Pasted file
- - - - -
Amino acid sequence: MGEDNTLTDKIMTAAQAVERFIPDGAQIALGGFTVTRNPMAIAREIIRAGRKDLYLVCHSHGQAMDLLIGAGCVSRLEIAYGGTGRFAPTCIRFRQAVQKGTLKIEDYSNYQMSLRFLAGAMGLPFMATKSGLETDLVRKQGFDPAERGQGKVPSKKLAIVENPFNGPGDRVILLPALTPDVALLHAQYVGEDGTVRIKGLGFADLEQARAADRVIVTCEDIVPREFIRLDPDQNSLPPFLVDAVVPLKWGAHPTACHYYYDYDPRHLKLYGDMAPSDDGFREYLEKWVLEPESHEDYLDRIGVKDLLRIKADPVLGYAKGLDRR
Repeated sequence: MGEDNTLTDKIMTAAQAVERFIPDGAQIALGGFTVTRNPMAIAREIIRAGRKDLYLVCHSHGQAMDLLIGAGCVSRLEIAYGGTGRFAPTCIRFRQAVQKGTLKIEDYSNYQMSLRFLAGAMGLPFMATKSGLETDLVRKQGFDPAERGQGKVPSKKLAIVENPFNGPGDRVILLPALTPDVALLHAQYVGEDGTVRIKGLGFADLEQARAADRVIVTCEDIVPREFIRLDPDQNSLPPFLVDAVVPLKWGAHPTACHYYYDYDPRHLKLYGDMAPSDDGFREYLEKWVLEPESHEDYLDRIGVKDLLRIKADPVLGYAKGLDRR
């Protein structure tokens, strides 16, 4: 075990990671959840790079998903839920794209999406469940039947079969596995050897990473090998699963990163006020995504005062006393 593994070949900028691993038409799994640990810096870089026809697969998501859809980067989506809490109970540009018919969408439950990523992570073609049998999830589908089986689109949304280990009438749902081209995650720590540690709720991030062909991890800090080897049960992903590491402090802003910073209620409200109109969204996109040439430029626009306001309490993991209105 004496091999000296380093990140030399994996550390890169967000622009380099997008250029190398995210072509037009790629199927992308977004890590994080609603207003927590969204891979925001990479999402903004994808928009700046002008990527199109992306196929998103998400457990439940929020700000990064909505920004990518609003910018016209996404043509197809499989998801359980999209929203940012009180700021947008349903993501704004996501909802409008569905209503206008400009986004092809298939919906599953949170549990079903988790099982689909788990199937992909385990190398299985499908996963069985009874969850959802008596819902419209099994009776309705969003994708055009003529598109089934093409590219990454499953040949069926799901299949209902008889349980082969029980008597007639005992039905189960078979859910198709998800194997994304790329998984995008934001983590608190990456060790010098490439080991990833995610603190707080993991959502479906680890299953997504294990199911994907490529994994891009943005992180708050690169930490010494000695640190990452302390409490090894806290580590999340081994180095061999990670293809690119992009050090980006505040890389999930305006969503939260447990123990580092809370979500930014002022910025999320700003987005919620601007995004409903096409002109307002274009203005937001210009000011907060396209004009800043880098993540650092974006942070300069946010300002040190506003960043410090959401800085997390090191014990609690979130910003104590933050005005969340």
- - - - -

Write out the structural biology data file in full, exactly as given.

Amino acid sequence: MGEDNTLTDKIMTAAQAVERFIPDGAQIALGGFTVTRNPMAIAREIIRAGRKDLYLVCHSHGQAMDLLIGAGCVSRLEIAYGGTGRFAPTCIRFRQAVQKGTLKIEDYSNYQMSLRFLAGAMGLPFMATKSGLETDLVRKQGFDPAERGQGKVPSKKLAIVENPFNGPGDRVILLPALTPDVALLHAQYVGEDGTVRIKGLGFADLEQARAADRVIVTCEDIVPREFIRLDPDQNSLPPFLVDAVVPLKWGAHPTACHYYYDYDPRHLKLYGDMAPSDDGFREYLEKWVLEPESHEDYLDRIGVKDLLRIKADPVLGYAKGLDRR
Repeated sequence: MGEDNTLTDKIMTAAQAVERFIPDGAQIALGGFTVTRNPMAIAREIIRAGRKDLYLVCHSHGQAMDLLIGAGCVSRLEIAYGGTGRFAPTCIRFRQAVQKGTLKIEDYSNYQMSLRFLAGAMGLPFMATKSGLETDLVRKQGFDPAERGQGKVPSKKLAIVENPFNGPGDRVILLPALTPDVALLHAQYVGEDGTVRIKGLGFADLEQARAADRVIVTCEDIVPREFIRLDPDQNSLPPFLVDAVVPLKWGAHPTACHYYYDYDPRHLKLYGDMAPSDDGFREYLEKWVLEPESHEDYLDRIGVKDLLRIKADPVLGYAKGLDRR
């Protein structure tokens, strides 16, 4: 075990990671959840790079998903839920794209999406469940039947079969596995050897990473090998699963990163006020995504005062006393 593994070949900028691993038409799994640990810096870089026809697969998501859809980067989506809490109970540009018919969408439950990523992570073609049998999830589908089986689109949304280990009438749902081209995650720590540690709720991030062909991890800090080897049960992903590491402090802003910073209620409200109109969204996109040439430029626009306001309490993991209105 004496091999000296380093990140030399994996550390890169967000622009380099997008250029190398995210072509037009790629199927992308977004890590994080609603207003927590969204891979925001990479999402903004994808928009700046002008990527199109992306196929998103998400457990439940929020700000990064909505920004990518609003910018016209996404043509197809499989998801359980999209929203940012009180700021947008349903993501704004996501909802409008569905209503206008400009986004092809298939919906599953949170549990079903988790099982689909788990199937992909385990190398299985499908996963069985009874969850959802008596819902419209099994009776309705969003994708055009003529598109089934093409590219990454499953040949069926799901299949209902008889349980082969029980008597007639005992039905189960078979859910198709998800194997994304790329998984995008934001983590608190990456060790010098490439080991990833995610603190707080993991959502479906680890299953997504294990199911994907490529994994891009943005992180708050690169930490010494000695640190990452302390409490090894806290580590999340081994180095061999990670293809690119992009050090980006505040890389999930305006969503939260447990123990580092809370979500930014002022910025999320700003987005919620601007995004409903096409002109307002274009203005937001210009000011907060396209004009800043880098993540650092974006942070300069946010300002040190506003960043410090959401800085997390090191014990609690979130910003104590933050005005969340």